http://www.masonite.com/product_feat...oldedPanel.php

Concerning sealing the door, anyone know of a solution similar to the Raven products solutions above, which appear to be only available in Australia?

Bob
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post #9 of 30 Old 09-15-2009, 05:05 AM
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If I didn't take any special soundproofing measures, would a hollow core door be a weak link? Or is that matched to the rest of the room. Even if marginal, I'll go solid core.

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post #10 of 30 Old 09-15-2009, 05:31 AM
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Bob those doors are on every interior door in my house. When I did my basement I ordered them to match. They are durable value solid core doors. From a pure soundproofing evaluation I would rate them as 5-6 on a 10 point scale. The door Dennis talks about below is probably a 10.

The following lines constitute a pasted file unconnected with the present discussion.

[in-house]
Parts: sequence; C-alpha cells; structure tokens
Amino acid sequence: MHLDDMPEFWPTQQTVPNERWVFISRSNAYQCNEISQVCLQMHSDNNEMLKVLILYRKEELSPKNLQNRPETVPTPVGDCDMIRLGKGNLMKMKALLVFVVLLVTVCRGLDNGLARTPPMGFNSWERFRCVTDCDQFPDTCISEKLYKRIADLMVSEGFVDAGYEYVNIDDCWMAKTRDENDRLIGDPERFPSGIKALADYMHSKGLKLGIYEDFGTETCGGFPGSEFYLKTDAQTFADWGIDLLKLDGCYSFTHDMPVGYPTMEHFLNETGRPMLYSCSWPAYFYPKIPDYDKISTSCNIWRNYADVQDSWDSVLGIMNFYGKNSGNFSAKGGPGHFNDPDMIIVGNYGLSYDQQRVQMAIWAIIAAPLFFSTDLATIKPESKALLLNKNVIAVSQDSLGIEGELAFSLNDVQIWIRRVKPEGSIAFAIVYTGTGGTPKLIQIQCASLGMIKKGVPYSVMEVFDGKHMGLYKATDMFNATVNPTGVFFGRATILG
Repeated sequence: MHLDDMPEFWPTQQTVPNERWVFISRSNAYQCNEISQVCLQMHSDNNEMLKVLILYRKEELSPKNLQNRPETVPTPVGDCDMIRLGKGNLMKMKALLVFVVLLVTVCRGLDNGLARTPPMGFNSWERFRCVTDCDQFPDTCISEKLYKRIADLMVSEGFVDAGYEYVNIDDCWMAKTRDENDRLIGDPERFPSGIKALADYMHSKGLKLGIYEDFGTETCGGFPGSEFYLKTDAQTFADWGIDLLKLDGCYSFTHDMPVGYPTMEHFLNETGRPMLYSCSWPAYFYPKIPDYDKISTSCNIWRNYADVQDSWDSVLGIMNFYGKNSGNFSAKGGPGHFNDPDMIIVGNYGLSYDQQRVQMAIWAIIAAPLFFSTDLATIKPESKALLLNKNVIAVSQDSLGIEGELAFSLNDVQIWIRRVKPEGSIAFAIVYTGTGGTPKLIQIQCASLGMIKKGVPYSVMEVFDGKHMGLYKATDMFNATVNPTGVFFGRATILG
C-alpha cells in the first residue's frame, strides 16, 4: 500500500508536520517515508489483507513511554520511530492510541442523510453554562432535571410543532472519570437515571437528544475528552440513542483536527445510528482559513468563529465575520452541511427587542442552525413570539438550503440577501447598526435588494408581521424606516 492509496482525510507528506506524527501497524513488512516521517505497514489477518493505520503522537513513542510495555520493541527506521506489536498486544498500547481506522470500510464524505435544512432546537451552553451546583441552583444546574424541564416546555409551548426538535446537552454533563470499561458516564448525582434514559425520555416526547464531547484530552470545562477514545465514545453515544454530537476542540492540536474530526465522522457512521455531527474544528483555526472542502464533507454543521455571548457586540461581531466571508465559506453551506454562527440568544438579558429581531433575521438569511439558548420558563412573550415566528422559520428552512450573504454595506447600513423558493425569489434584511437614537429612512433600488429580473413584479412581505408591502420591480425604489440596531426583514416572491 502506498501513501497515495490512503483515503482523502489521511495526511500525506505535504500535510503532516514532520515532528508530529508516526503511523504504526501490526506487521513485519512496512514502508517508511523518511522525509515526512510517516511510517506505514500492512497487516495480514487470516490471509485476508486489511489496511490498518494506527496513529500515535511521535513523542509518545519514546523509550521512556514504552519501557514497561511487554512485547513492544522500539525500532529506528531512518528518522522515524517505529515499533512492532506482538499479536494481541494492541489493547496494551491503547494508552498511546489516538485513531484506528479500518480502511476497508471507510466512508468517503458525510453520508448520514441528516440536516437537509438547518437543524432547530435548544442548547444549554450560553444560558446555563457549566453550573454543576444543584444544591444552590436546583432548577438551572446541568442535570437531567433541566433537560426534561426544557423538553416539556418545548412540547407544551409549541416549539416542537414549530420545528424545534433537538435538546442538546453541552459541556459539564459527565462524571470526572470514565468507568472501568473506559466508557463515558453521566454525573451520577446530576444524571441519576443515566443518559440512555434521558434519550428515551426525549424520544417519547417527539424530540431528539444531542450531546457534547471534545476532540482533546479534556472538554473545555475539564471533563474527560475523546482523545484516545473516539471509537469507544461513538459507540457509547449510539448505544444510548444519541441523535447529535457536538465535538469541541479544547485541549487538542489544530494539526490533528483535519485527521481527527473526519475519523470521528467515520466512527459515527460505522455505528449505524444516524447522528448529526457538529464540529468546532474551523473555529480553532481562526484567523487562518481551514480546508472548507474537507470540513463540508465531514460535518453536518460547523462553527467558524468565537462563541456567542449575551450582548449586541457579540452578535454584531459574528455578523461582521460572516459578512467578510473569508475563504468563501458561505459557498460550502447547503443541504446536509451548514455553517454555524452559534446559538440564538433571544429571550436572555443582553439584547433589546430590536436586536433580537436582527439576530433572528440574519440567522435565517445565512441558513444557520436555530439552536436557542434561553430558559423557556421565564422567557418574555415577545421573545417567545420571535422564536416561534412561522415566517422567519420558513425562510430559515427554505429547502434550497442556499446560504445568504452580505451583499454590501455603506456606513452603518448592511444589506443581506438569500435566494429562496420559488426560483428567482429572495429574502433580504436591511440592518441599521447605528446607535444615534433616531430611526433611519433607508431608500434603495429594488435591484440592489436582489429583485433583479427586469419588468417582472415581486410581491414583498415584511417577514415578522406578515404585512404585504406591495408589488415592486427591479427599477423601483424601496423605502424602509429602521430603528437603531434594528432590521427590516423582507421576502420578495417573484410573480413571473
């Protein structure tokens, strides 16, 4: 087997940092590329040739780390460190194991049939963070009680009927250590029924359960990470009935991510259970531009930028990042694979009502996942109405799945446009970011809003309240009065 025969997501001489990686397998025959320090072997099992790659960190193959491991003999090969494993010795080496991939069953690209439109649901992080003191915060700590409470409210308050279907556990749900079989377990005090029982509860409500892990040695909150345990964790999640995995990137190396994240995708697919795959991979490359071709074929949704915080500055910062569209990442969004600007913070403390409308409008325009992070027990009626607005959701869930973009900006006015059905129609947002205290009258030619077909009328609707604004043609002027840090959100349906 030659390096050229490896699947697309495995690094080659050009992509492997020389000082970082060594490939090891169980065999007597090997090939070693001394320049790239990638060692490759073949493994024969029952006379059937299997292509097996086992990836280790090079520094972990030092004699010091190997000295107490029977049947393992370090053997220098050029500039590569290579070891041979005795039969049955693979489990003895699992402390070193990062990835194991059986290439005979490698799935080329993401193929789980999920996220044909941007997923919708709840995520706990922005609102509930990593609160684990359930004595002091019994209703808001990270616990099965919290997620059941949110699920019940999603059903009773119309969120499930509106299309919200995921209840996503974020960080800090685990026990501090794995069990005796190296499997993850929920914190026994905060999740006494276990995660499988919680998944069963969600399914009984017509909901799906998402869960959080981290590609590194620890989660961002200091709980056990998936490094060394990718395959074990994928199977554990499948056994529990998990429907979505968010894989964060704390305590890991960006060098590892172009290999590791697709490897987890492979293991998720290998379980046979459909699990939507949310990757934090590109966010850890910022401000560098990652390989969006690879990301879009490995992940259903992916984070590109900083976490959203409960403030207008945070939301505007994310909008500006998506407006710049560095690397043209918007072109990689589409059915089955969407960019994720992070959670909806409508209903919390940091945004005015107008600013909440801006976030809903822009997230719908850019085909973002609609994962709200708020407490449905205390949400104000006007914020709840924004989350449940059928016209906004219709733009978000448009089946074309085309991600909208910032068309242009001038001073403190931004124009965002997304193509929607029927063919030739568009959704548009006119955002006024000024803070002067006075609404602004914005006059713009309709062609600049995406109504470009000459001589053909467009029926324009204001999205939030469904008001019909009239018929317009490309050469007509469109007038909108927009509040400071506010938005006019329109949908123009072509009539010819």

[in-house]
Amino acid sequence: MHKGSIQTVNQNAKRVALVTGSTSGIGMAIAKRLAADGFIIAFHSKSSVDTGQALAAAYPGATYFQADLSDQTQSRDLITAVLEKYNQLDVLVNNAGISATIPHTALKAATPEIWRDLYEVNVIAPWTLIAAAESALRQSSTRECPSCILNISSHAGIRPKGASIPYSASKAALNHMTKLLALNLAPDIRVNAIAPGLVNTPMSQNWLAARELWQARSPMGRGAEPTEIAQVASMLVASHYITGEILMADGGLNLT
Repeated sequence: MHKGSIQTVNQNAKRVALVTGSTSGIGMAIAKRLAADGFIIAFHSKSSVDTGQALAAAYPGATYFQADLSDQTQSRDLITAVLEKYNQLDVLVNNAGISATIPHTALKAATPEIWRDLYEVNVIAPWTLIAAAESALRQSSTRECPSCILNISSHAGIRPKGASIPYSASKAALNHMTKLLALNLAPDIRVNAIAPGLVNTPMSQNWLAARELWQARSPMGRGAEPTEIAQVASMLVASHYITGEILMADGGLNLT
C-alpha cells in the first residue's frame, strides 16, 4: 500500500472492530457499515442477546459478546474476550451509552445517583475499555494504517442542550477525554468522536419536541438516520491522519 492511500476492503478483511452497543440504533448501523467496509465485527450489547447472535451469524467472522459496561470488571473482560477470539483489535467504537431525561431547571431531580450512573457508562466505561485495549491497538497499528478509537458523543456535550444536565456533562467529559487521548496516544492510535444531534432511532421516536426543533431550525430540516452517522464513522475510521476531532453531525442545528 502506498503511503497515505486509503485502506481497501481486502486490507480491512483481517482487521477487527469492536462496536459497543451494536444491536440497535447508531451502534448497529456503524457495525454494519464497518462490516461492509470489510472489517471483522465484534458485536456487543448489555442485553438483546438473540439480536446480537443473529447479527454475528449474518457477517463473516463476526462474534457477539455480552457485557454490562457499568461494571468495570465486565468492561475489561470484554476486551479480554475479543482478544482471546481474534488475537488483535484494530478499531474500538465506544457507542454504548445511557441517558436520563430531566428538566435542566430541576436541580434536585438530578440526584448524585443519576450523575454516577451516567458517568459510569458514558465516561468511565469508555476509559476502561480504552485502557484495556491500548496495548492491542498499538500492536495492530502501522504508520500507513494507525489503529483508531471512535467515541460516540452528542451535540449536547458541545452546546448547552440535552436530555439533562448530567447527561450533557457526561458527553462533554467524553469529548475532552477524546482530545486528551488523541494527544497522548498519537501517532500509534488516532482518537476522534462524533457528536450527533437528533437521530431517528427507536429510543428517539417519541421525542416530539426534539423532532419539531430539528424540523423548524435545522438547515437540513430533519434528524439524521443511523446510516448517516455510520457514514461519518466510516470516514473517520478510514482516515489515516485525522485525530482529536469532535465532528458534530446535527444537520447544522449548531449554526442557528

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post #11 of 30 Old 09-15-2009, 05:34 AM
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Quiet Solutions has a door for this purpose ... all 430 lbs of door. A heavy "slab" door as Terry suggests with a good gasket/seal kit from Ted will be a good start. If you're at all handy, you can laminate a solid slab door with other materials (like MDF+Green Glue) and improve the performance. If you're not a DIY expert, I'd forget about building your own door or modifying a slab door.

We have our own millwork shop and have done this type of fabrication before ... but then again, we have the advantage of our own shop and experienced guys.